Minister’s Letter (2024)
[2022 letters], [2023 letters]
It is still Epiphany-tide as I am writing this letter. The feast day of the Epiphany is on 6 January, but the ‘season’ carries on until 2nd February when we remember the day the baby Jesus was presented in the Temple in Jerusalem. This day is sometimes called ‘Candlemas’ because in many churches, after the Communion has taken place, the people will process around the building with lighted candles rejoicing in the birth of Christ, ‘the light of the world’. Epiphany-tide is the time when the coming of Christ into the world is revealed as being for all people, all nations. The wise men from the east who visited the child Jesus were from outside Israel. The two old people who encountered Jesus when he was presented in the Temple, recognized him as the Messiah and, as St Luke’s Gospel expresses it, the one to bring salvation for all people “to be a light to lighten the Gentiles: and to be the glory of thy people Israel”.
There is a lovely custom associated with Epiphany. When the wide men followed the star they came to Bethlehem and crossed the threshold of his birthplace, where they found the blessing they were seeking. In remembrance of this some churches, or homes, use chalk to mark the main doorway with the following inscription: 20 + C + M + B + 24. The 20 and 24 represent the date of this year. The C + M + B represent the traditional names of the wise men - Caspar, Melchior and Balthasar – but also the Latin phrase ‘Christus, mansionem benedicat’ which means ‘Christ bless the house’. [In Bavaria, Germany, people dressed as the wise men actually go round the houses and chalk the doors.] As we mark the threshold of our home or of our church in memory of the wise men’s journey we pray, at the threshold of the new year, that Christ will bless our homes and remain with us throughout the year.
You could do this for yourself, and then pray:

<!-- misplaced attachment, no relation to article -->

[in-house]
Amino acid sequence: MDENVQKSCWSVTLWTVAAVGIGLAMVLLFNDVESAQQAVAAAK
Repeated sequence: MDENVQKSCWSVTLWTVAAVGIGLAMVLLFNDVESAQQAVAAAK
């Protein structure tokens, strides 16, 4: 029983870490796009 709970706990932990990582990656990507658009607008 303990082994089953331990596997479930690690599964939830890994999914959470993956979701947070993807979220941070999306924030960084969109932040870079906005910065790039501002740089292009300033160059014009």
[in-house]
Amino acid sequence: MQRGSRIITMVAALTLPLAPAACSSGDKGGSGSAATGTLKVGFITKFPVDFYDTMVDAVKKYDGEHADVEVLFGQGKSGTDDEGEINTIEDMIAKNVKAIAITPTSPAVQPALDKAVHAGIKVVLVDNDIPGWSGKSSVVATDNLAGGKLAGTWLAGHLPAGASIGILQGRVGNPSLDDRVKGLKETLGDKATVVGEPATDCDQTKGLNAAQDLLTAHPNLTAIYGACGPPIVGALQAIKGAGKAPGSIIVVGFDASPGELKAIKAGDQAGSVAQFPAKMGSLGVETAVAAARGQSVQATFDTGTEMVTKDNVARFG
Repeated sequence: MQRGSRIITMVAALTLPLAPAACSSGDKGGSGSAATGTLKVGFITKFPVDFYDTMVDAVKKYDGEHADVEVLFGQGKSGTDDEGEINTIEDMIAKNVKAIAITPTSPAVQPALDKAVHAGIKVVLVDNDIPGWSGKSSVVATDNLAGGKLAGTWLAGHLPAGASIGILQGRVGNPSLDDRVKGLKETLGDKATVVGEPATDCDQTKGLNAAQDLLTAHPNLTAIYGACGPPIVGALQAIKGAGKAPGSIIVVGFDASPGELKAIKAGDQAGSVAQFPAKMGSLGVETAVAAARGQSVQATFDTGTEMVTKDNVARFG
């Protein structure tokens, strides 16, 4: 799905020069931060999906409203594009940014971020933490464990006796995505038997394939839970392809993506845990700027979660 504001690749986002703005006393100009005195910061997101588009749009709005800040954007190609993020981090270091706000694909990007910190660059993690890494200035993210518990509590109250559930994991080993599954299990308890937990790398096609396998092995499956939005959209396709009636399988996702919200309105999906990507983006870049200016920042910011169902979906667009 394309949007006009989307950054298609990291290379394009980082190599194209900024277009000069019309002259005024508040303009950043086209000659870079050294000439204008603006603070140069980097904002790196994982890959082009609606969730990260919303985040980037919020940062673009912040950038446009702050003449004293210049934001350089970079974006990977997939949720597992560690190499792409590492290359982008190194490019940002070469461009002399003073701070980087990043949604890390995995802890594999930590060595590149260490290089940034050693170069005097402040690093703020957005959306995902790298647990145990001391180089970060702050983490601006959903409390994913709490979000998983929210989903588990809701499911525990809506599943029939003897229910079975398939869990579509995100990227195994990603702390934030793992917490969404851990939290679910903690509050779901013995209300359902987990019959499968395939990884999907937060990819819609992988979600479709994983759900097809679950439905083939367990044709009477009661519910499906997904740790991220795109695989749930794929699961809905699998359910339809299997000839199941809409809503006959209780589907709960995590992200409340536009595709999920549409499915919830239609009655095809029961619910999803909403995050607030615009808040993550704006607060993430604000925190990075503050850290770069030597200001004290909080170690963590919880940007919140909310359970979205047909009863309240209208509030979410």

Visit, Lord, we pray, this home with the joy of your presence.
Bless all who live here with the gift of your love.
Help us share your care and compassion with one another,
to make this a place of welcome and strength,
of blessing and friendship,
that all who pass through this doorway
may find a hearth and home lit by the light of love.
May we grow with Christ in truth and wisdom,
as we learn to follow in his steps,
and take on his yoke,
that we may be blessed by his grace,
and find refreshment for ourselves, soul and body,
as we walk in his light into the adventure of this new year.
We make our prayer through the same Christ our Lord. Amen.
And then, when Epiphany and Candlemas are past, we turn to Ash Wednesday and the start of Lent (on 14 February this year), and the journey of preparation that brings us to the sadness of Passiontide and the joy of Easter Day. How shall we make the journey this year?Penny Wood LLM
New Year Resolutions – or Re-Commitment?
During my time in Waddesdon, Anglicans and Methodists held a joint Sunday service every so often. A particularly moving occasion for me was when we joined in worship for the Methodist Covenant Service. This service is often held on the first Sunday of the year.
The practice of holding a Covenant Service dates back to John Wesley, who wanted to provide an opportunity for Church members to make, or renew, their covenant with God. In the service Methodists joyfully celebrate God's gracious offer made to all people in Jesus Christ, that "I will be their God and they shall be my people."
The emphasis of the whole service is on God’s readiness to enfold his people in generous love. It is not so much about coming into a relationship with God, more about remaining in it. It highlights the importance of living within the loving relationship that God has already offered, following the supreme example of Jesus who shows what it is to live in a relationship with God.
God's gracious offer is also a challenge, not just to individuals but to the whole congregation. If God is committed to his people, are they prepared to accept that as a reality and commit themselves to God in return? People are encouraged to continue to work out the implications for their lives of the fact that their relationship with God had been renewed in and through Christ.
Wesley’s first formal covenant service was held in 1755, and revisions have been made over the years, the latest being in 1999. The modern wording of the Covenant Prayer below, which is included in the Methodist Worship Book, makes it very clear that the affirmation is a serious one that embraces the whole of Christian life. The Covenant Prayer is preceded by prayers for forgiveness and an encouragement to trust in God’s promises and rely on his grace.
Understandably most people find the prayer tough to say and really mean it. The prayer does not imply that God sends troubles upon us, rather that in all circumstances of life we will continue to find God.
The Covenant Prayer is so central to the Christian life that other Churches have also adopted it. Should our Anglicans Churches do the same?Liz Welters (Associate Minister)